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Wigan Athletic fans’ guide to Rubin Kazan

This is a story from the FSF archive – the FSF and Supporters Direct merged to become the FSA in 2019 – so this page may contain hyperlinks that do not work and/or have missing files. Our archived pages are not maintained and will not be updated.

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We appreciate that not many fans will be making the trip out to Russia for the game against Kazan, but if you are planning on going, though, and if you have any questions that aren’t answered on here, by all means email us at the FSF and we’ll do what we can to find it out for you.

The key information for anyone considering travelling is about visas.

A consular visa is essential for all British passport holders – all foreign nationals entering Russia must fill in a Migration card. The card is in two sections – part “A” and part “B”.

Part A must be presented to the Immigration Officer on arrival. Part B must be retained with your passport and shown to police should they stop you at any time for an identity check. On leaving Russia, part B should be presented to the Immigration Officer. Should you lose part B, you will be fined and your departure from Russia could be seriously delayed.

You must complete a new migration form each time you enter Russia, even if you have a multiple entry visa.

If you are staying in Russia more than three days, you need to register your visa – your hotel should be able to do this for you. Make sure you do this, as failing to can cause problems and delays as you leave the country.

If you are staying less than three days, these requirements are waived.

During periods of high demand, for example during the summer holidays, you should apply for your visa well in advance. If you live in England, Wales or Northern Ireland you should apply to the Russian Embassy in London. If you live in Scotland, you should apply to the Russian Consulate General in Edinburgh.

The Embassy in London can normally process visas in 15 working days, and you can submit an application by post or in person. If you want to get a visa more quickly it is possible to queue in person and pay an extra fee, though the numbers processed in this way per day are limited.

Most entry visas include an exit visa. However, some entry visas including certain types of student visas, do not include an exit visa. If this is the case your sponsor, not the Embassy or Consulates, will need to obtain the exit visa for you before you can leave the country. Before you travel to Russia ensure that you are aware of the terms and conditions attached to your visa and check that the dates and details which have been entered on your visa are correct. Presenting documentation which contains incorrect information to immigration officials can lead to severe inconvenience and in some cases could result in refusal of entry.

You must register your visa with UVIR (department of visas and registration) within 72 hrs of arrival. Hotels deal with this for their guests but visitors in private accommodation should see to it themselves. UVIR’s office in Moscow is at Ulitsa Pokrova 42. (Metro: Kurskaya, Krasnie Vorota) Tel: 095 207 0239.

Eating and Drinking

There are quite a few nightclubs in Kazan for those who fancy painting the town red – the largest of which is Arena, on Pushkina Ulitsa, which is the main nightlife area of the city. Based over several floors and playing a range of music, there’s even a strip-club located within the complex for convenience. Also on the street you’ll find the Doctor Club, playing mostly R&B and hip-hop.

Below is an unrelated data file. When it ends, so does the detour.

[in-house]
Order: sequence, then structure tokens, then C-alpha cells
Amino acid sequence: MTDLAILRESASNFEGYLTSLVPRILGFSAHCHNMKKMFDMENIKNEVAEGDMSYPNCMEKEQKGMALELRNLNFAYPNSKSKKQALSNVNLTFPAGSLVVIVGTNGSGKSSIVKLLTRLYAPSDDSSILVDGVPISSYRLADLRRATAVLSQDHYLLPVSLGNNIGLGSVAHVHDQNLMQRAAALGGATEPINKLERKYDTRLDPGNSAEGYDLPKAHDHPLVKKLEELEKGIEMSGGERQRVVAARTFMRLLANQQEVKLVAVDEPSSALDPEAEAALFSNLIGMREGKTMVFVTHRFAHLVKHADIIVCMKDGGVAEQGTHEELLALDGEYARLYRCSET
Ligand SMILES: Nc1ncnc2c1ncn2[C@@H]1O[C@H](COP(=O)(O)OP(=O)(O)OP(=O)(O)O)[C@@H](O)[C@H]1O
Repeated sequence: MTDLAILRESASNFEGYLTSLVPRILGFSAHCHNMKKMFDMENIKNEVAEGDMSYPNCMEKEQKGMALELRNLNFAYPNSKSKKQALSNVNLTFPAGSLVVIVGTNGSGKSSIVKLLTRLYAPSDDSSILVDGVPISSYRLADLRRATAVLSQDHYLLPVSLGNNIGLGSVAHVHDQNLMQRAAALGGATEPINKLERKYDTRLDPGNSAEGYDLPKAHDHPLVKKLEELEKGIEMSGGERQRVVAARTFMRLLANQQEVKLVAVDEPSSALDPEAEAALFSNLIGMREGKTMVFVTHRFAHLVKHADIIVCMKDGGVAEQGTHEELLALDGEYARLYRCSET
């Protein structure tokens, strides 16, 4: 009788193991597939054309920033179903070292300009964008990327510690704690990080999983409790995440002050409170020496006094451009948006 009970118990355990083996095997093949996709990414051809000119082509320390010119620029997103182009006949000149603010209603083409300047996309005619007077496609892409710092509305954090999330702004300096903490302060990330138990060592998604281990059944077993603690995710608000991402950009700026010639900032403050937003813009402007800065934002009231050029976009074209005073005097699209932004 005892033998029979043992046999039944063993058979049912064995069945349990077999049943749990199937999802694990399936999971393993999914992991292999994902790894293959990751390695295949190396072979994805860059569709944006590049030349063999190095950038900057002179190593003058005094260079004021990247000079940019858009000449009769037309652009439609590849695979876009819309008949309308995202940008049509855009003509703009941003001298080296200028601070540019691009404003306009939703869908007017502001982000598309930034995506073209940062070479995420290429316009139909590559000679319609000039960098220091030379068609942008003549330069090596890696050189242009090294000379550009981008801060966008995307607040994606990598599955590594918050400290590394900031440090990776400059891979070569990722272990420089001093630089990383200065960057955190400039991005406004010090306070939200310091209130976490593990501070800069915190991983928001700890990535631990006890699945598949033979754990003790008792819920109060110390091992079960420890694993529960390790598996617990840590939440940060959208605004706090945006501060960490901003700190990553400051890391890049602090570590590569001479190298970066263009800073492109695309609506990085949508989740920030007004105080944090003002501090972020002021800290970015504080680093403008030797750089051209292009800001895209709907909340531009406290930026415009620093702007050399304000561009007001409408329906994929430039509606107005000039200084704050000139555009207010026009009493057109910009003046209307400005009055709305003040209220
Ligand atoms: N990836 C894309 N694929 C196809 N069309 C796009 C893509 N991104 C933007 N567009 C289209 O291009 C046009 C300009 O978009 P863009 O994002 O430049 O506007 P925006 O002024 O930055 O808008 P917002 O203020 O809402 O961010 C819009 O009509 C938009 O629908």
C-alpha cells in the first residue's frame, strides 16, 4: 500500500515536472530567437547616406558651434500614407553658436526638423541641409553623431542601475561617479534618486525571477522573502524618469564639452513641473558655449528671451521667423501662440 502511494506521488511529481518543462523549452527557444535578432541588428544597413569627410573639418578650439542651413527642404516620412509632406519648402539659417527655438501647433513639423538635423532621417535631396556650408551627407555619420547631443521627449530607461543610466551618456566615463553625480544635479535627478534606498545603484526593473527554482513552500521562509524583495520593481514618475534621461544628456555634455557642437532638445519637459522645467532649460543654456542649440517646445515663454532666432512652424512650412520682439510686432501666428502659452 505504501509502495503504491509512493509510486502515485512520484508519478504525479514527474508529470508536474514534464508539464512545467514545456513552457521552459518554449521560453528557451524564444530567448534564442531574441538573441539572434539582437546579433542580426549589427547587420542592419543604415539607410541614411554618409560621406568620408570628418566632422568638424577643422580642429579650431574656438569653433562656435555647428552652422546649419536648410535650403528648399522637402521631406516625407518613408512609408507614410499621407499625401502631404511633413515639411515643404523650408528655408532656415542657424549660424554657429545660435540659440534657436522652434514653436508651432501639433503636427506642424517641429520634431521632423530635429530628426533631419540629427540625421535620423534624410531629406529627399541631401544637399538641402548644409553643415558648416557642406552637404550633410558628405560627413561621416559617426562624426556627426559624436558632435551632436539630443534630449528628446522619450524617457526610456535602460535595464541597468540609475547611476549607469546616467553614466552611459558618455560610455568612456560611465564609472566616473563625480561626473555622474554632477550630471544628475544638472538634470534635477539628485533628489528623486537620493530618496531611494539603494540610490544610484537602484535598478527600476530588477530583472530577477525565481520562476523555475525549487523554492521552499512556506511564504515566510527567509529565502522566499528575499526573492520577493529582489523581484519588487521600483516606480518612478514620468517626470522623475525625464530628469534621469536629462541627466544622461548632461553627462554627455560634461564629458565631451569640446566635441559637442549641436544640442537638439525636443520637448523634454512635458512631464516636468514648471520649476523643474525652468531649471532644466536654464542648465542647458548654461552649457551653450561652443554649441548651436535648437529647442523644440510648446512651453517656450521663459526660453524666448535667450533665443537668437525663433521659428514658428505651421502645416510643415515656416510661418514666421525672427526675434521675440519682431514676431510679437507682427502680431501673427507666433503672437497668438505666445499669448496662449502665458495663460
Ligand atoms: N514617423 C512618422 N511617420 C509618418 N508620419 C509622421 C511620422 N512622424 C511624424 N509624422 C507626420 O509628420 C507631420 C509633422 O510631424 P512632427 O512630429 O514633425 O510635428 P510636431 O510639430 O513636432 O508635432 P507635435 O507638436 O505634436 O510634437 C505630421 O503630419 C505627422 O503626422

Kommuna is the place for you if you like a rave – dance music is all you’ll find banging out of the speakers on Butlerova Ulitsa.

It’s worth noting that many of the clubs in Kazan are large complexes that include bars and restaurants, as well as their after dark activities and tunes.

The Aphrodite Stonegrill sounds the most exciting to us – the trick here is that whatever you order is brought to your table raw, and you cook it to your liking yourself on a portable, obscenely hot stone. If you enjoy the novelty, you’ll reckon it’s worth the price. Find them on Tartarstan Ulitsa, or check out their website.

Staroye Mesto offers cheaper, more traditional Russian (or Tartar) fare. Located right in the city centre, close to the Kremlin on Kremlevskaya Ulitsa, you can eat like a king for next to nothing in this cosy restaurant.

Rubai on Profsoyuznaya Ulitsa is an Uzbek tea-room/restaurant, that’s perfect for a relaxing drink or a nice bite to eat. Very reasonably priced and comfortable, it’s worth popping in to check out.

Where to Stay

If you are heading out to Kazan and aren’t on a package deal, don’t fret – there are plenty of hotels available in the city, to suit all budgets.

At the cheaper end of the spectrum there’s the old Soviet era Hotel Tartarstan, which although large and imposing isn’t necessarily the nicest in town. It’s in a handy central location, however. More favoured, is the Hotel Volga, located close to the train station.

The Hotel Regina is much smaller than the previous two hotels, but perhaps better value for money. Although slightly more expensive, it’s located smack bang on the Baumana Ulitsa in the centre of the city, so you can’t beat it for location. The rooms are of a decent size and condition, too.

At the top end of the market, you might fancy the Shalyapin Palace Hotel on Universitetskaya Ulitsa, with prices starting around £100 a night.

Alternatively, the Mirage Hotel is the only 5 star hotel in the city, but that sort of luxury doesn’t come cheap, and it’s well above the rates you’ll pay at the Shalyapin!

The image used in this blog is reproduced under Creative Commons license from Wikipedia

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